Recently, a third regularization procedure has been used in literature in the computation of the quantum information metric of a conformal theory which is deformed by a primary operator. Such a set up shares a lot of similarities with a DCFT [13, 14, 15] since it is natural to express the bulk metric using an slicing. In such coordinates one encounters a divergence associated to the infinite volume of the slice and a divergence associated to the coordinate that slices the bulk geometry. It is then natural to introduce two cut offs. We name this regularization procedure “double cut-off regularization”. Note that an analogous cutoff was also used to regulate holographic duals of surface operators, i.e. defects of higher co-dimensionality in [16, 17].

The purpose of this paper is to study the double cut-off regularization in more detail. We will test it against several examples to show that it provides the same results as the other regularization methods but involve much simpler computations.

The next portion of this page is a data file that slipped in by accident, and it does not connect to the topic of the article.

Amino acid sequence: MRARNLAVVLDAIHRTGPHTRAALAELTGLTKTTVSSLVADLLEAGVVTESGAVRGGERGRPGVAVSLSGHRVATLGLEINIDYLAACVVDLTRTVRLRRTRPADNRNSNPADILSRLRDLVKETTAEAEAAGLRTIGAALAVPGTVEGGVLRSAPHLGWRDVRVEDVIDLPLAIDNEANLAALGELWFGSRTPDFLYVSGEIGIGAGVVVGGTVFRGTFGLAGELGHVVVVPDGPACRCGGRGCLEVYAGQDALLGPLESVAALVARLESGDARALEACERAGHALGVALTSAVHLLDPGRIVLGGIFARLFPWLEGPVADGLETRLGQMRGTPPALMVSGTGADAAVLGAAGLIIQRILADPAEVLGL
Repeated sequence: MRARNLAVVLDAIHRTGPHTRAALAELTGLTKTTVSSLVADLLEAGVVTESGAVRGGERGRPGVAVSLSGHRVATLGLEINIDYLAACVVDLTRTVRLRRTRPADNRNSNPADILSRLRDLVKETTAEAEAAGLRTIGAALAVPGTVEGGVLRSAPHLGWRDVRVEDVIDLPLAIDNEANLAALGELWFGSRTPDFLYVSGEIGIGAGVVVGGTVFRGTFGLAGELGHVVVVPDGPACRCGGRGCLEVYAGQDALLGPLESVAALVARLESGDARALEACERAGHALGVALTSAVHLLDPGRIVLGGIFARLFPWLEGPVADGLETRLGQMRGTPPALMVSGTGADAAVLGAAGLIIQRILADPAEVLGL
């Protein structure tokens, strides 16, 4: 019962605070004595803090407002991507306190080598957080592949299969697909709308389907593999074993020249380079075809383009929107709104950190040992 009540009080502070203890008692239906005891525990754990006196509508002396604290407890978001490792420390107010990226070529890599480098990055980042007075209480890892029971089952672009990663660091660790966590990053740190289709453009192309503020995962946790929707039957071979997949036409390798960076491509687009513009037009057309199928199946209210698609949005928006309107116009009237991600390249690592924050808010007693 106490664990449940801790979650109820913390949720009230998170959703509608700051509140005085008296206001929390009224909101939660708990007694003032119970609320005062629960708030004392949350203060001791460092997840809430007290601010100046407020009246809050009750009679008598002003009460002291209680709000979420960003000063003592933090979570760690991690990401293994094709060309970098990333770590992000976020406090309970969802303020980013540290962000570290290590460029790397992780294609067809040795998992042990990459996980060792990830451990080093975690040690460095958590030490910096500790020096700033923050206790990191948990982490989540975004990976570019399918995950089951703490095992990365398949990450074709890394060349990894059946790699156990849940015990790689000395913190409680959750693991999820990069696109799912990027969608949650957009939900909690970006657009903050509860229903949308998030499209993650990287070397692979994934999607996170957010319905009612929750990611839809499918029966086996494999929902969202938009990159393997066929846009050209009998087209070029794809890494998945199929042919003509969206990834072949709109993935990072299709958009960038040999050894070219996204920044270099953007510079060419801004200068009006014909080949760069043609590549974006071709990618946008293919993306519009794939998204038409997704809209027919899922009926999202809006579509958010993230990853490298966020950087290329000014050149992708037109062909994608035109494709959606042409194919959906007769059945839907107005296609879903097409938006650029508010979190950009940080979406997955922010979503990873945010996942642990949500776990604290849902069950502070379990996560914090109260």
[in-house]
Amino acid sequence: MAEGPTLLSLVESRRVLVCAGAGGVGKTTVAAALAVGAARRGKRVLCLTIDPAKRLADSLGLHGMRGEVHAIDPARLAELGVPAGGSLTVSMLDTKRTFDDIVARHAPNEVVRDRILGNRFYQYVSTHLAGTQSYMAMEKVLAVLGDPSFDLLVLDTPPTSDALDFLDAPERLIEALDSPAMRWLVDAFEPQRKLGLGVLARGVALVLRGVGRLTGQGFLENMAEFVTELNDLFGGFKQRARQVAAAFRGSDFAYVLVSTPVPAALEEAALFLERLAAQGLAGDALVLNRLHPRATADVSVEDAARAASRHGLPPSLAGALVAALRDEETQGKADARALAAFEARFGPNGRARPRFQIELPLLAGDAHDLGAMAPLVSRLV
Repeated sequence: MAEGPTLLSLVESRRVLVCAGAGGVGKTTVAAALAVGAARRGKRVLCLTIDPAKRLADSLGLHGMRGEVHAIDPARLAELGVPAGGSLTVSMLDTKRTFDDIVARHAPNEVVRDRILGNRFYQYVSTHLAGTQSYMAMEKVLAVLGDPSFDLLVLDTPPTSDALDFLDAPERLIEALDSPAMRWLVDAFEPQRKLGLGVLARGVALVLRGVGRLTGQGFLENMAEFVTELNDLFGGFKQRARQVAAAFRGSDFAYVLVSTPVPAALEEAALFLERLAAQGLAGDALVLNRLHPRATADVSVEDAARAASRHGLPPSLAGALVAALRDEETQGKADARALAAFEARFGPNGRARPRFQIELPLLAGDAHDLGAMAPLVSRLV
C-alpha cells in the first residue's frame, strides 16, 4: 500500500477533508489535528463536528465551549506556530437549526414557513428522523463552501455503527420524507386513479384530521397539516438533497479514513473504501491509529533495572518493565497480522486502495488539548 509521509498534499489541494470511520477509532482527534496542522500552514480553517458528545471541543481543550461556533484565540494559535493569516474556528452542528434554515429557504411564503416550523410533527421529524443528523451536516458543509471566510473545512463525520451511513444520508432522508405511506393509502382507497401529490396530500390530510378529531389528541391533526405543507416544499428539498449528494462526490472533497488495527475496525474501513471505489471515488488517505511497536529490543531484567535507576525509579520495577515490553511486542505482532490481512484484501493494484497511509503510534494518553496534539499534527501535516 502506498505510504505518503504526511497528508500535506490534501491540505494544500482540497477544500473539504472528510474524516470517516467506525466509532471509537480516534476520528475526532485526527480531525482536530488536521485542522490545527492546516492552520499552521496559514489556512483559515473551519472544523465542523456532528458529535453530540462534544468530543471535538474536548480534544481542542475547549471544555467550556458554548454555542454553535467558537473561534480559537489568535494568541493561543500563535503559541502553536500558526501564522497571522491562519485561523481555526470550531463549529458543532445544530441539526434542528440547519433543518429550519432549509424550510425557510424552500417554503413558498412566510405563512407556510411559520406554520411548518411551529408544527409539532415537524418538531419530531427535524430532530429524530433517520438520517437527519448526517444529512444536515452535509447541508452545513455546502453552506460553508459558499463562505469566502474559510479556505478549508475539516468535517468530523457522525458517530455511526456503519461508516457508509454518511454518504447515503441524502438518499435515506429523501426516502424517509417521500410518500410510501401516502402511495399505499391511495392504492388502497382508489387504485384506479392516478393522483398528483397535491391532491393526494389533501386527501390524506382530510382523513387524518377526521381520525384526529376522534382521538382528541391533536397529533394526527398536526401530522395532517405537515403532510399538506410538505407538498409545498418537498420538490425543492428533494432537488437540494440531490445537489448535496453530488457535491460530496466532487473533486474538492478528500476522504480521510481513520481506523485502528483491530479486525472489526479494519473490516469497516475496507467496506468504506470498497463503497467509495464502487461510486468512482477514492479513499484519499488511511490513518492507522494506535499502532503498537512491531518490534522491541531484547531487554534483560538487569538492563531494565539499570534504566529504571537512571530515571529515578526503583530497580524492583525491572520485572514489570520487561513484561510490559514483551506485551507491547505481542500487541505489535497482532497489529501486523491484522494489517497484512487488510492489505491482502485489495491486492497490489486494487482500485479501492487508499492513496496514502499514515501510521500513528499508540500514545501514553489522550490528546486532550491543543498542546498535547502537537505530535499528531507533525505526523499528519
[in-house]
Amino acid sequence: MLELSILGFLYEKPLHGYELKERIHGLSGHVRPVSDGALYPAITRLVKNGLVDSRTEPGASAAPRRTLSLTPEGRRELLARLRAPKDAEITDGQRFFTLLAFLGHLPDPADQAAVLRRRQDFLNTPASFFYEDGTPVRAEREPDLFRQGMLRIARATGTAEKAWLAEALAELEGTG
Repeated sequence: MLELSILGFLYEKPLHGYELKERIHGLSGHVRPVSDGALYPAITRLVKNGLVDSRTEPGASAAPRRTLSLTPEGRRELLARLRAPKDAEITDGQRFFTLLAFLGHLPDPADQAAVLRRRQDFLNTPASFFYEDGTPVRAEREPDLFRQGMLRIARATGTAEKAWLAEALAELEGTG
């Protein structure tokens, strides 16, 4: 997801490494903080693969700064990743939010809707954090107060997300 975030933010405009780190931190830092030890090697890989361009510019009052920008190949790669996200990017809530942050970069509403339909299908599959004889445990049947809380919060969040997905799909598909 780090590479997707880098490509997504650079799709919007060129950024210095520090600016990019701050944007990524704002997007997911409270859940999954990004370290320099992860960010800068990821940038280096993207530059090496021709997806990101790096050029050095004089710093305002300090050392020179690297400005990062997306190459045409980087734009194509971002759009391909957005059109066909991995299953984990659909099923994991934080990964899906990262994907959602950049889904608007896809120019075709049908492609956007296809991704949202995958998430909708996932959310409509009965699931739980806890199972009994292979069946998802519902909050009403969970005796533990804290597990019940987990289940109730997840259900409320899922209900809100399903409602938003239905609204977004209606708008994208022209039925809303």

The paper is organized as follows: after reviewing and discussing the main features of different cut-off procedures in section 2, we move on to discuss specific examples provided by ICFTs with a co-dimension one planar interface. In section 3 we discuss systems with an interface extended along at least two spatial dimensions. The computation of the entanglement entropy in these cases has been carried out in [11] and we find agreement between the calculations which utilize the old and new regularization methods. In section 4 we focus on three dimensional CFTs with a two dimensional conformal interface. The bulk geometry dual to this systems is given by a warped space with a factor. We associate to the interface an effective central charge through the Brown-Henneaux formula for the factor. We study two concrete examples, showing that the effective central charge obtained holographically appears also in the computation of the entanglement entropy and it is the same quantity that governs the conformal anomaly associated with a two dimensional CFT living on the interface.